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    THE ICON INTERVIEW: ‘I DON’T THINK THE JOB IS DONE’ — ROHAIL HYATT
    Madeeha Syed
    December 08, 2019


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    Photography by Kohi Marri
    I get to the main door and pause. Do I go downstairs, in the basement, where the studio is or upstairs where the living area is? I’m meeting Rohail Hyatt, the (original) producer of Coke Studio, the day after the last episode of season 12 came out. I’m surprised he’s agreed to an interview so quickly. Has he even had time to decompress?

    “The roof,” responds a member of the household staff. Inside, even before you begin making your way up, you can see plants, mostly vines, trailing their way down the stairs. Upstairs, the space is filling gradually with knick knacks, treasures that Rohail has collected from around Pakistan and the world, including masks seen on previous CS sets, leading all the way to the top of the house.

    The roof is a little oasis in this concrete city. A green space with its own flora existing peacefully. It started off with placing a table, couple of chairs and some plants in one section and gradually, the whole rooftop was taken over until it’s now become an outdoor living space complete with its own sitting room, dining area, resting space and bathroom.

    Up here, you’re removed from the chaos of city life. It’s oddly peaceful. As the sun fades into twilight, little twinkling lights turn on the roof. He’s built this space very meticulously, section by section. Rohail is notorious for rarely stepping out in public and it’s not just because he gets mobbed by people that recognise his distinctive light chestnut brown hair and firangi features. I can understand why he would spend most of his time here.

    Huge expectations were attached to the return of Coke Studio’s original producer, after a hiatus of six years. Some felt the latest season did not live up to them. In his first exclusive interview, the revered music producer talks about what he was hoping to accomplish and why he thinks a lot more still needs to be done

    Although Rohail has always exuded calm even in the face of chaos, it’s usually his eyes and forehead that give away how he’s actually feeling — in more stressful scenarios, his forehead might be slightly furrowed, hazel-coloured eyes wide or narrow depending on the situation, shooting little darts of fire. But now, he comes across as oddly peaceful — it feels like he’s returned from meditation rather than someone who’s just wrapped up a whole season of music.

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    It’s been 12 years since he first started Coke Studio and, outwardly, time has taken its toll. While his hair has always been a shade of very light brown, now the beard is downright blonde and there are streaks of blonde on his head. It’s the sun, he laughs.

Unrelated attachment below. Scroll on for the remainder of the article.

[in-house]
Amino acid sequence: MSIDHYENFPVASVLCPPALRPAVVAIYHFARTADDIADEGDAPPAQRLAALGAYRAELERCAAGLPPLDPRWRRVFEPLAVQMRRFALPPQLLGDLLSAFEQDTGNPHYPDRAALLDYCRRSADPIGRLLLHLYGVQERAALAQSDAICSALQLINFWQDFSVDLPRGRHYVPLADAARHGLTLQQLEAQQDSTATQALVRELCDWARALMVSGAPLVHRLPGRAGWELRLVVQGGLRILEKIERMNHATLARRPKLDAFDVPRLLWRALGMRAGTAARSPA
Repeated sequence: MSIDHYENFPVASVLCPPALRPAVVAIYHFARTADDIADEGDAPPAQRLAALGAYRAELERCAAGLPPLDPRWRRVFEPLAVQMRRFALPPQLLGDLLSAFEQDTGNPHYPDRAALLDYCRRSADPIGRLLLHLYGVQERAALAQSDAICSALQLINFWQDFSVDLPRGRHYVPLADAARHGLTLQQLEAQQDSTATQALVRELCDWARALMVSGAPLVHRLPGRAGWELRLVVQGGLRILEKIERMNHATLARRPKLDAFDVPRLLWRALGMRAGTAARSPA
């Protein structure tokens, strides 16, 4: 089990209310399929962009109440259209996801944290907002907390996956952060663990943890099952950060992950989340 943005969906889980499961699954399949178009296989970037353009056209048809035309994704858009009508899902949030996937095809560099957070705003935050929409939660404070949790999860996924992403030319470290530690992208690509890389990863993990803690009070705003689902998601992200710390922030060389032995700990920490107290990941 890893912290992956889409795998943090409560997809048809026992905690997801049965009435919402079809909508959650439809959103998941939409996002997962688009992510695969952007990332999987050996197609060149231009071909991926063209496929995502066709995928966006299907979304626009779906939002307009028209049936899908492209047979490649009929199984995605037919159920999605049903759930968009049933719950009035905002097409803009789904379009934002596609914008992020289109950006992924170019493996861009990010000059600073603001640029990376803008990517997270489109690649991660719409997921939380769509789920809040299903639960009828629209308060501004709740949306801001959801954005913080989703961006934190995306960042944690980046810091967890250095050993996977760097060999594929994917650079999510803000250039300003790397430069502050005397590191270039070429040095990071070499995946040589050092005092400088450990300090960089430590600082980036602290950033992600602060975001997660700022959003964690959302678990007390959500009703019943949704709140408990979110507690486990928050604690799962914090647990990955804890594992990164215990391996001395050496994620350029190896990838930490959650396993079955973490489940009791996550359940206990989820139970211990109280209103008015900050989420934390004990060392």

You’re coming back to Coke Studio after six years, I say to him. “Has it been that long?” responds Rohail in surprise, settling on a couch with a shawl. Karachi evenings are getting cooler.

    Yes. Were you expecting that phone call asking you to return? “No,” he says. “They came earlier as well, but this time it was a very different circumstance — it was like they would pull the plug on the show if I didn’t [return].”

    Was he ready for it? I’ve been observing Rohail for over a decade and work on each season would consume him completely — his every waking moment is spent on it. “As has this last one,” he says. “But that’s just a quirk in my personality. That’s with anything I do. It’s my strength and my weakness.”

    Did it get too much when he left CS the last time six years ago? “Uff yeah. Definitely. I don’t think anyone should be in a position where they have to do six seasons in a row!” he laughs.

    “You get saturated,” he confesses. “You start questioning why you were doing this in the first place? We were always contemplating options [for other producers]. We’re still contemplating options. Producers, please send in your resumes!”

    But Rohail is of the opinion that it shouldn’t be that one producer takes over only after the other leaves, “I would love for some producer energies to join and we work together before it’s handed over to them.”

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    Rohail with SM Baloch from Banur’s Band


    What was it like putting the show together again after all this time? “It was very different from the first six experiences because of where we I’d been in the last five years,” Rohail says. “I was very clueless as to what the reaction was going to be. I’m clueless even now!” he laughs. “I was overwhelmed by all the love and warm wishes people poured on my return and for the season. This certainly makes the effort on the project worthwhile. It was very touching.”

    I worked with Rohail as a producer in season one (only). Back then, he was coming out of relative self-imposed obscurity and several young artists I spoke to either had a vague idea or didn’t know who he was. I can’t imagine it’s something he’s confronted with now. “I wouldn’t know — I don’t receive those calls!” he laughs. “If I did, there’d be a problem. I’d be like, ‘Rohail? Rohail kaun hai? [Who is Rohail?]’”

    How did he decide what the line-up was going to be? Because when the list came out the feeling was that it’s… “Safe,” he chuckles. “Yeh ‘safe’ kya hota hai? [What does ‘safe’ mean?]” Familiar, people you have featured before, I elaborate. “I think it was a mix of both,” he says. “I don’t know if that’s safe but I wanted to stick to people who are professional musicians and singers. That’s their primary line of work. I’m not saying actors or actresses can’t come in the future but let’s re-establish the show’s connection with music, holistically.”